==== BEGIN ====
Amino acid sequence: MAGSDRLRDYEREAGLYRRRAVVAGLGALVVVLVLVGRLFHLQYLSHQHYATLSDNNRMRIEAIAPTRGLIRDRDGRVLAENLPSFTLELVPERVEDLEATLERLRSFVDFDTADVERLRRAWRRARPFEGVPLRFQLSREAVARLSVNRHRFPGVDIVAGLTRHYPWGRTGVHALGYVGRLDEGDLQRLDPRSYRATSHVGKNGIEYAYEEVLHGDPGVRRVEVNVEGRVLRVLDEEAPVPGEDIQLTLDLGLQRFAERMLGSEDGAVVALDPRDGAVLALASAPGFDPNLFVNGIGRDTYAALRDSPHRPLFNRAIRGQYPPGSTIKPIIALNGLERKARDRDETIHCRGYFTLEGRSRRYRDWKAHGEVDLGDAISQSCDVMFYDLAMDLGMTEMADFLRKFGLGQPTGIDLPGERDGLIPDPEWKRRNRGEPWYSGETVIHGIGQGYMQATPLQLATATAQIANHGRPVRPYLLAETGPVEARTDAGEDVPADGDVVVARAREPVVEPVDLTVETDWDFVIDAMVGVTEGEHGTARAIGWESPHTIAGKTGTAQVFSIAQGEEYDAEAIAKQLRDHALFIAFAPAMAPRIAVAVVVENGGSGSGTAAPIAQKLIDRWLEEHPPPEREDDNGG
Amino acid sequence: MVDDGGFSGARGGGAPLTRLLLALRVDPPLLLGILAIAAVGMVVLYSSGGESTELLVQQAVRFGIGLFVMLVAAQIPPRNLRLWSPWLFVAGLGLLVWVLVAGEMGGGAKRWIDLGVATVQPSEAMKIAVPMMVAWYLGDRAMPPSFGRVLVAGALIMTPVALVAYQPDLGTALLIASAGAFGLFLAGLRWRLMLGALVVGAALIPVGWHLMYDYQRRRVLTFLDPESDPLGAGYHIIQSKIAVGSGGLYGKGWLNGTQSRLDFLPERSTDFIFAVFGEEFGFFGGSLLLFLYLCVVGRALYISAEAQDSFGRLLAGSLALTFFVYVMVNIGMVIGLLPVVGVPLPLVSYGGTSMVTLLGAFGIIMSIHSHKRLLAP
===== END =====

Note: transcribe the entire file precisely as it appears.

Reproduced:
Amino acid sequence: MAGSDRLRDYEREAGLYRRRAVVAGLGALVVVLVLVGRLFHLQYLSHQHYATLSDNNRMRIEAIAPTRGLIRDRDGRVLAENLPSFTLELVPERVEDLEATLERLRSFVDFDTADVERLRRAWRRARPFEGVPLRFQLSREAVARLSVNRHRFPGVDIVAGLTRHYPWGRTGVHALGYVGRLDEGDLQRLDPRSYRATSHVGKNGIEYAYEEVLHGDPGVRRVEVNVEGRVLRVLDEEAPVPGEDIQLTLDLGLQRFAERMLGSEDGAVVALDPRDGAVLALASAPGFDPNLFVNGIGRDTYAALRDSPHRPLFNRAIRGQYPPGSTIKPIIALNGLERKARDRDETIHCRGYFTLEGRSRRYRDWKAHGEVDLGDAISQSCDVMFYDLAMDLGMTEMADFLRKFGLGQPTGIDLPGERDGLIPDPEWKRRNRGEPWYSGETVIHGIGQGYMQATPLQLATATAQIANHGRPVRPYLLAETGPVEARTDAGEDVPADGDVVVARAREPVVEPVDLTVETDWDFVIDAMVGVTEGEHGTARAIGWESPHTIAGKTGTAQVFSIAQGEEYDAEAIAKQLRDHALFIAFAPAMAPRIAVAVVVENGGSGSGTAAPIAQKLIDRWLEEHPPPEREDDNGG
Amino acid sequence: MVDDGGFSGARGGGAPLTRLLLALRVDPPLLLGILAIAAVGMVVLYSSGGESTELLVQQAVRFGIGLFVMLVAAQIPPRNLRLWSPWLFVAGLGLLVWVLVAGEMGGGAKRWIDLGVATVQPSEAMKIAVPMMVAWYLGDRAMPPSFGRVLVAGALIMTPVALVAYQPDLGTALLIASAGAFGLFLAGLRWRLMLGALVVGAALIPVGWHLMYDYQRRRVLTFLDPESDPLGAGYHIIQSKIAVGSGGLYGKGWLNGTQSRLDFLPERSTDFIFAVFGEEFGFFGGSLLLFLYLCVVGRALYISAEAQDSFGRLLAGSLALTFFVYVMVNIGMVIGLLPVVGVPLPLVSYGGTSMVTLLGAFGIIMSIHSHKRLLAP